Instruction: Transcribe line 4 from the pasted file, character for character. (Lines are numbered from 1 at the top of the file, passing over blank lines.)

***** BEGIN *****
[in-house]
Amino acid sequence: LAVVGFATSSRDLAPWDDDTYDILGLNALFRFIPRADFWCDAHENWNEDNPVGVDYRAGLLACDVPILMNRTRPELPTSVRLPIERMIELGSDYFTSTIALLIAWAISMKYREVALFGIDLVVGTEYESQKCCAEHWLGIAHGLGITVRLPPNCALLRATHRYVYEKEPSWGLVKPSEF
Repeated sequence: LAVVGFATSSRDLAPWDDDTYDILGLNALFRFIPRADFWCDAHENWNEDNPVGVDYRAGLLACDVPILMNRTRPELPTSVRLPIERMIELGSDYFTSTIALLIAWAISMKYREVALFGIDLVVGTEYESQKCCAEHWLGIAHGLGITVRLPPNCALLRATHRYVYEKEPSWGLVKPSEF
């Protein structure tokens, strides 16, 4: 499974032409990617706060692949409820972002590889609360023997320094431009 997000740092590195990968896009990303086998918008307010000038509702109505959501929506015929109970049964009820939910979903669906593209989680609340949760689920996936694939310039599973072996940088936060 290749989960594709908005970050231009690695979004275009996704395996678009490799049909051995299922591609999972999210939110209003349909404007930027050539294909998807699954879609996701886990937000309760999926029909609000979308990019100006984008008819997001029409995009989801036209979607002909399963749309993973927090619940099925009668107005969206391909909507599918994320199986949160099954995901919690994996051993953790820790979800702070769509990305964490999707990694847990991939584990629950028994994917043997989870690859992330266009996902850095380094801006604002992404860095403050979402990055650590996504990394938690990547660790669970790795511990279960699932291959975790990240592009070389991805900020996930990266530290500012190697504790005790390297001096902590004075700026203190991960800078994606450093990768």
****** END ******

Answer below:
């Protein structure tokens, strides 16, 4: 499974032409990617706060692949409820972002590889609360023997320094431009 997000740092590195990968896009990303086998918008307010000038509702109505959501929506015929109970049964009820939910979903669906593209989680609340949760689920996936694939310039599973072996940088936060 290749989960594709908005970050231009690695979004275009996704395996678009490799049909051995299922591609999972999210939110209003349909404007930027050539294909998807699954879609996701886990937000309760999926029909609000979308990019100006984008008819997001029409995009989801036209979607002909399963749309993973927090619940099925009668107005969206391909909507599918994320199986949160099954995901919690994996051993953790820790979800702070769509990305964490999707990694847990991939584990629950028994994917043997989870690859992330266009996902850095380094801006604002992404860095403050979402990055650590996504990394938690990547660790669970790795511990279960699932291959975790990240592009070389991805900020996930990266530290500012190697504790005790390297001096902590004075700026203190991960800078994606450093990768």